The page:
American poet Langston Hughes was the leader of the Harlem Renaissance that took place in the 1920s. Harlem Renaissance is an artistic, intellectual and literary movement that was formed by black intellectuals and was based in Harlem, later expanding to other cities as well. Hughes tried every genre of writing including poetry, novels, short stories, plays, books for children, and non-fiction. He spent his life portraying both the joys and the hardships of working-class black people.
In 1951, Langston Hughes wrote one of his most succinct poems, Harlem which talks about the American dream of Afro-Americans. Hughes raises questions incorporating his speculations on the consequences of a dream deferred. Since the poem, Harlem is pretty vast in its themes, you might like to read the following summary and analysis.
What is the Summary of Harlem by Langston Hughes?
In his poem Harlem, Langston Hughes asks one major and five other hypothetical questions regarding the dream of Afro-Americans. He wants to know what actually happens to a dream delayed. Hughes questions if the deferred dream dries up “like a raisin in the sun.” Then, he asks if a postponed dream festers like a sore and flows down. He wonders if it stinks like rotten meat or forms a sweet crust.
In the third stanza, Hughes stops questioning for a while and speculates that a deferred dream might sag “like a heavy load.” Again, in the fourth stanza, he proclaims to know if it just explodes and is over.
How to Make an Analysis of Langston Hughes’ Harlem?
Langston Hughes’s poem Harlem was published almost a century after President Abraham Lincoln issued the Emancipation Proclamation on 1 January 1863. Though the proclamation legally freed the black lives from slavery, it was not so in practice. Even American civil rights activist Martin Luther King Jr. publicly delivered a speech, “I Have a Dream” on 28 August 1963. It suggests that The Emancipation Proclamation promised the black people of freedom and equality but that was not implemented even after a century and it just remained a dream for the black lives.
Hughes’ poem Harlem has four stanzas and eleven lines in total. The first and the last stanza are one-lined while the third is two-lined and the second stanza has seven lines. There is not much rhyming in the poem, except the second and fourth lines (sun/run), and fifth and seventh lines (meat/sweet) of the second stanza. It signifies that there is not much to celebrate in the lives of Harlem citizens.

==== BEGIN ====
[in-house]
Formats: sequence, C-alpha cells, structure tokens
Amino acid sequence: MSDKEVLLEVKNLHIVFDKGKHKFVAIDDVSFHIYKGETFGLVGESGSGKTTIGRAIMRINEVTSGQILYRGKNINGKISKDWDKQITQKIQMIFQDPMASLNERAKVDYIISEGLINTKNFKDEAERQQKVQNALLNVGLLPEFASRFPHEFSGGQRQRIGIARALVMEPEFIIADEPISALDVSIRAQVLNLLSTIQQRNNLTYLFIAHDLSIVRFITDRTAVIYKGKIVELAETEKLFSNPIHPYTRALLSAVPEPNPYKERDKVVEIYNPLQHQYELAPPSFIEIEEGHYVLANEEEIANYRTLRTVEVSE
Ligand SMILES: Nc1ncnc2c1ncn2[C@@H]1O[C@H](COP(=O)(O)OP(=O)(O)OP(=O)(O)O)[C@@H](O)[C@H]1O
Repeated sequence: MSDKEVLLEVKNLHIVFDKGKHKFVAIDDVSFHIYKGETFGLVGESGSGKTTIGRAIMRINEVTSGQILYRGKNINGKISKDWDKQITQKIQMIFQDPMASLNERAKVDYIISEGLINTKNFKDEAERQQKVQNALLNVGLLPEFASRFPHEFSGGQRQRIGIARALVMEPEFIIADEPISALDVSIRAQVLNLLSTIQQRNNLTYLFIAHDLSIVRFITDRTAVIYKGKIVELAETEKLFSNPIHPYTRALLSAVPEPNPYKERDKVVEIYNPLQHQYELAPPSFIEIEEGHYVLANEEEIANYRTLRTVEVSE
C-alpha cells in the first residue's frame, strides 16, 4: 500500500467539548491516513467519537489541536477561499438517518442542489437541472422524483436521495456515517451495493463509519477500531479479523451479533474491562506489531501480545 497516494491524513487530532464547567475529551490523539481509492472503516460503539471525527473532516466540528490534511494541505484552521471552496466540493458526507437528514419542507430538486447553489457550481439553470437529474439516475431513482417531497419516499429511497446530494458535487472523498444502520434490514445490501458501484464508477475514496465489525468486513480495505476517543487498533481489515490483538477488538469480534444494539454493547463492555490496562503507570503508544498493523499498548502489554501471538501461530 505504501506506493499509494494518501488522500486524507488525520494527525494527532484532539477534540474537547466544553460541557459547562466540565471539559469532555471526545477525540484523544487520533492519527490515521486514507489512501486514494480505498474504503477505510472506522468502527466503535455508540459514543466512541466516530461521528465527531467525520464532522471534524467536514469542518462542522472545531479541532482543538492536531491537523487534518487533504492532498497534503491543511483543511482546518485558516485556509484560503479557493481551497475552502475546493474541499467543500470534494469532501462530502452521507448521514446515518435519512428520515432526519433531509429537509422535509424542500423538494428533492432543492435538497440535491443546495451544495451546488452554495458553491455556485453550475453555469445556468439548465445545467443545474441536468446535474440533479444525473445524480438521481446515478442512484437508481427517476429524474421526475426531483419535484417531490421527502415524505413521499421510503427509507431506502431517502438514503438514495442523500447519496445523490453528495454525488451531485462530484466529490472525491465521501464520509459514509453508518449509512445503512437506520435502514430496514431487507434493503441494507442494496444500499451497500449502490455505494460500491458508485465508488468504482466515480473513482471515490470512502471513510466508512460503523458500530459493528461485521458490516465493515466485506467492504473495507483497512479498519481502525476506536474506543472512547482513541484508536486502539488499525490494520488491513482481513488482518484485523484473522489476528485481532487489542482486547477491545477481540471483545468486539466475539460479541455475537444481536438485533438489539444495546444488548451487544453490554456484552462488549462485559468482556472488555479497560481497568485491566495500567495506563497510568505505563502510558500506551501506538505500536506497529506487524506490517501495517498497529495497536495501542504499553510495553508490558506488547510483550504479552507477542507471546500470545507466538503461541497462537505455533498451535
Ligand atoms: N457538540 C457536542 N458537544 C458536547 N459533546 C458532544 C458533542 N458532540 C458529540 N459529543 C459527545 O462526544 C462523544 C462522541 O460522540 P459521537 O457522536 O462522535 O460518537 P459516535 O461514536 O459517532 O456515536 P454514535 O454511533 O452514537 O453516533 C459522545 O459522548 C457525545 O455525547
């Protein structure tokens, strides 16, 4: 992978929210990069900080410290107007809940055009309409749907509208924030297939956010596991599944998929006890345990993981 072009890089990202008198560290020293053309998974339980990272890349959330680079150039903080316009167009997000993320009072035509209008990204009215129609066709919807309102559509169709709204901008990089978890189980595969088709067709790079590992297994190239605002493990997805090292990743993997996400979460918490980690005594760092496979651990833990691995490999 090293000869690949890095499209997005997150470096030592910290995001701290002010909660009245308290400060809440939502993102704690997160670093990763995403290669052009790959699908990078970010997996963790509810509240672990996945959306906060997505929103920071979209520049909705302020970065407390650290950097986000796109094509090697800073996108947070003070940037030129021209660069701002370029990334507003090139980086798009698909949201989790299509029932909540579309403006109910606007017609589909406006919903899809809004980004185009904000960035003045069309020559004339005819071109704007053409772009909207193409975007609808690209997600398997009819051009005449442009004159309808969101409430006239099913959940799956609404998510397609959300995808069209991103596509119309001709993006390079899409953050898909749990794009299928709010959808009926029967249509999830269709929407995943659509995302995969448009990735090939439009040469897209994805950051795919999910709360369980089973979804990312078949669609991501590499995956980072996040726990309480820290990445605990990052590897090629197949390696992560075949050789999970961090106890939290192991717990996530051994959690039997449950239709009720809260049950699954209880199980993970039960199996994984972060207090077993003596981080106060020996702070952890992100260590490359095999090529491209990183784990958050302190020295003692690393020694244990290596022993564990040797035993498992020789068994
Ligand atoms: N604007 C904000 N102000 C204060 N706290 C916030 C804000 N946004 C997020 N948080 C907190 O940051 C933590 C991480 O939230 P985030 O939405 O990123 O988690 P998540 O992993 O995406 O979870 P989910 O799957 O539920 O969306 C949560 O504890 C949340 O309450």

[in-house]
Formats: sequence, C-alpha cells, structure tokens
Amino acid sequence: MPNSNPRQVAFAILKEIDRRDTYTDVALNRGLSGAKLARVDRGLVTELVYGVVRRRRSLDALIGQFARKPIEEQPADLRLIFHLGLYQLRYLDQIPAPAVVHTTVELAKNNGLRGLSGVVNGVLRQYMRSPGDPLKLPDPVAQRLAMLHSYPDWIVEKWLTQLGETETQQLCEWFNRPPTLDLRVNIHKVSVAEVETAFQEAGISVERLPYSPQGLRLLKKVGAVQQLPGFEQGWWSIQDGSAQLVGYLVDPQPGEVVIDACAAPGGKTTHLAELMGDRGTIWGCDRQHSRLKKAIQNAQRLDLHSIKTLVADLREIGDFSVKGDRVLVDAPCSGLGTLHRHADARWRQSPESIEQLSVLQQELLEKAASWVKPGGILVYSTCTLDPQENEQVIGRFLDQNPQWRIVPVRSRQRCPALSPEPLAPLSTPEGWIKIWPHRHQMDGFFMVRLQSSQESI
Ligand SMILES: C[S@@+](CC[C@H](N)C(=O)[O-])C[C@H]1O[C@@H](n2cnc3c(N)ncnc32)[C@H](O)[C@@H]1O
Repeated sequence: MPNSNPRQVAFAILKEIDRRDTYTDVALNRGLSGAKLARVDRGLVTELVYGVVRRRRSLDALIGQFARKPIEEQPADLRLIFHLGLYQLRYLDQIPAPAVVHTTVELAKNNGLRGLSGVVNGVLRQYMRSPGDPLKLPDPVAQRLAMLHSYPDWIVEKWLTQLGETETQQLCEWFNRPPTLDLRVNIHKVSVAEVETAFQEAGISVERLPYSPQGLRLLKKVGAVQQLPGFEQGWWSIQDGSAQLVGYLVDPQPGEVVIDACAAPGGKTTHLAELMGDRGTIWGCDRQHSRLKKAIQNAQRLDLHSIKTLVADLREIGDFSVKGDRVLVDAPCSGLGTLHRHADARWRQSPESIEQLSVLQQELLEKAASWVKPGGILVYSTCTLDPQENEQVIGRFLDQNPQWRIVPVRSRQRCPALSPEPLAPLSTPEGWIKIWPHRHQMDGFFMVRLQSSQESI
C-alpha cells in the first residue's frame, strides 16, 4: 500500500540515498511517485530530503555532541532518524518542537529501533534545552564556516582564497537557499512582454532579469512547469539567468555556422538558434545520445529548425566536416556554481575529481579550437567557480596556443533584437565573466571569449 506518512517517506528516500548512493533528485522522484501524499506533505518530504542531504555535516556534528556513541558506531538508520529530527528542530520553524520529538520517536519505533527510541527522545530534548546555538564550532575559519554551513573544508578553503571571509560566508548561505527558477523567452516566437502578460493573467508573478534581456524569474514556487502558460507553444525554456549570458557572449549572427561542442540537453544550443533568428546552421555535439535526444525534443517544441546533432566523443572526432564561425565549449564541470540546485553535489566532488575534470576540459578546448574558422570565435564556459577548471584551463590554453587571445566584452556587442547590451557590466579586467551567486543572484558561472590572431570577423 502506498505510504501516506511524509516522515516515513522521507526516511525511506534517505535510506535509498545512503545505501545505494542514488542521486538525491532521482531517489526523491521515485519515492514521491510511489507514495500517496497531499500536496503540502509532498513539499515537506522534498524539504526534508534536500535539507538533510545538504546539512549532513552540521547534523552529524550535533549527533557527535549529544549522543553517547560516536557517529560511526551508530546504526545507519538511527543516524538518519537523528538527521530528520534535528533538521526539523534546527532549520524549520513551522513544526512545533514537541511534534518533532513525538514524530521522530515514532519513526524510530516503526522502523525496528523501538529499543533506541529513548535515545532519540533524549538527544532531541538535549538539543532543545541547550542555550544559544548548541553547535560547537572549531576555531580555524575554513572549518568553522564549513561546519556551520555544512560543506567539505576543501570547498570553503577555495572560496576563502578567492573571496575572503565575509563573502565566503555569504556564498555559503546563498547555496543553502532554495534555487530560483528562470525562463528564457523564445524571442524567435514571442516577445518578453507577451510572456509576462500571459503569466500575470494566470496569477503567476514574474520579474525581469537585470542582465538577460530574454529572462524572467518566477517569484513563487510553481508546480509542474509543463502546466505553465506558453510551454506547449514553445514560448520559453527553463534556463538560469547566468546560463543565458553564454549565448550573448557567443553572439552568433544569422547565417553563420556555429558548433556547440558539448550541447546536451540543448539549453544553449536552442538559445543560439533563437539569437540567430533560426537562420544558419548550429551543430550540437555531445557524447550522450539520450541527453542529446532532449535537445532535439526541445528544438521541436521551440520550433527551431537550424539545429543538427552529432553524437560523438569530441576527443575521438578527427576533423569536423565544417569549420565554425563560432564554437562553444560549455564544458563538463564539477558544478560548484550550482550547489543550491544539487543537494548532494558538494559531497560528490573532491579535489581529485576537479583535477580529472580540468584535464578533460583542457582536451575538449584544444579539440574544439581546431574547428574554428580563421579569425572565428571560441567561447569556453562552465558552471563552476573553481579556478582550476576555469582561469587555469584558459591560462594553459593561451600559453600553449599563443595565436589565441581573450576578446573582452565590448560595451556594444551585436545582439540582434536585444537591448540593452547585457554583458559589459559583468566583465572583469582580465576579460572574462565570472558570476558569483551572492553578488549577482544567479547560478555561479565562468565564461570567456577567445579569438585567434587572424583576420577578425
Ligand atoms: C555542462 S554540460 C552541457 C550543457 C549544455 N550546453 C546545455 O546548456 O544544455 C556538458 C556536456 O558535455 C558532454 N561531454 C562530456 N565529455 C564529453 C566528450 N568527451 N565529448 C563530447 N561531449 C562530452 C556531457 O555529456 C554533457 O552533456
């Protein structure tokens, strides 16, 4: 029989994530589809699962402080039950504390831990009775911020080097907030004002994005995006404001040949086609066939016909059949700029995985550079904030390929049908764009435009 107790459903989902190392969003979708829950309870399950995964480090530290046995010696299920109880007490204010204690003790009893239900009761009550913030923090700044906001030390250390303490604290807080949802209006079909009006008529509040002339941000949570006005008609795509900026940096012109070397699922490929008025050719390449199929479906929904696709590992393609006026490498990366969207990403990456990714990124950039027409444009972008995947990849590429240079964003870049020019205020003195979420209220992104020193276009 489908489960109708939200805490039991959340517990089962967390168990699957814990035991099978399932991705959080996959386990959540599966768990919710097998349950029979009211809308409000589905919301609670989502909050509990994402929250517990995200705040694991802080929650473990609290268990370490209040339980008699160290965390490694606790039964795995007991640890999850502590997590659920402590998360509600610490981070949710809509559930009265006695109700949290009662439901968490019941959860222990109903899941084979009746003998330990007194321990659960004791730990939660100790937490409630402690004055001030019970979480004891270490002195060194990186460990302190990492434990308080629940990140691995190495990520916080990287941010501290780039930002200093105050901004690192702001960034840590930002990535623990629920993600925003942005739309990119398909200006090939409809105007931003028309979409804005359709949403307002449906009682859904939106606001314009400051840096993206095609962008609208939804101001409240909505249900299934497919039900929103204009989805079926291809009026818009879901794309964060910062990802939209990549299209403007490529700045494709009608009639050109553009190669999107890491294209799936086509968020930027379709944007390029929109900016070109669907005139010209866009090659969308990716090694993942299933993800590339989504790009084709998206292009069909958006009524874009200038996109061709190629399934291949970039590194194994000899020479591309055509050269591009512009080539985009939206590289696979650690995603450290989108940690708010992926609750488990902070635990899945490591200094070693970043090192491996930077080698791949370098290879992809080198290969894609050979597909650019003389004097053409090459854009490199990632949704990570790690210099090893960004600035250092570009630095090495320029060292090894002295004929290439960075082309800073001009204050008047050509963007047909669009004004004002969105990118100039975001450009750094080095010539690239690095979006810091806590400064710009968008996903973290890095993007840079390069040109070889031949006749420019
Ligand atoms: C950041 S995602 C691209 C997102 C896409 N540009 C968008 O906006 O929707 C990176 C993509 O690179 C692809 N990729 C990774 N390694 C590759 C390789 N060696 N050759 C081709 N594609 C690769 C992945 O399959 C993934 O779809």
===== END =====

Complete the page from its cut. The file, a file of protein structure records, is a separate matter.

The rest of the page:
The terms ‘dream deferred’ refers to the promises made by The Emancipation Proclamation which are not executed even after a century. Hughes, a representative Afro-American, is frustrated with the practice of racism that sees the black lives always as second class or working-class citizens. In the succeeding lines of the second stanza, Hughes compares the delayed dream with several other things like a raisin, sore, rotten meat, and syrupy sweet. He deploys similes to make those comparisons. However, all the sentences are followed by a question mark which suggests that even after numberless revolts against racism and discrimination, the future of black people is uncertain.
In the third stanza of Harlem, Hughes speculates: “Maybe it just sags/ like a heavy load.” By that, he means to say that the burden of racism might keep increasing to such an extent when the black folks won’t be able even to ask for freedom.
Furthermore, the only line of the last stanza, “Or does it explode?” is intentionally italicized. It is not just a question but a premonition and Hughes’ solution to color-based discrimination. If white Americans continue to violate human rights by repressing the black people, Hughes believes that the latter won’t keep silent and passive. Instead, they will explode in unison in order to execute the Emancipation Proclamation. Hence, we can also analyze Harlem from the perspective of Karl Marx’s class struggle. According to Marx, the bourgeoisie can be defeated only when all the proletariats unite. Hughes is also expecting one such unity of the working-class black lives in order to fight against the racism and the impending doom of the Afro-Americans.
What is the Theme of Langston Hughes’ Poem Harlem?
Regarding the theme of Langston Hughes’ poem Harlem, it covers issues like racism, the emancipation proclamation, class struggle, etc.
Racism is the most prominent theme of Hughes’s Harlem. The whole poem revolves around the past, present, and future of working-class black lives. The poem, Harlem, seems to have its root in the Emancipation Proclamation because it talks about the dream that is promised to the black people but never offered. Likewise, class struggle is another theme of Hughes’ Harlem. All the colored citizens of American, especially the South, have raised their voice against racism but they are yet to come together.
Langston Hughes’ Poem Harlem
What happens to a dream deferred?
Does it dry uplike a raisin in the sunOr fester like a sore—And then run?Does it stink like rotten meat?Or crust and sugar over—like a syrupy sweet?Maybe it just sagslike a heavy load.Or does it explode?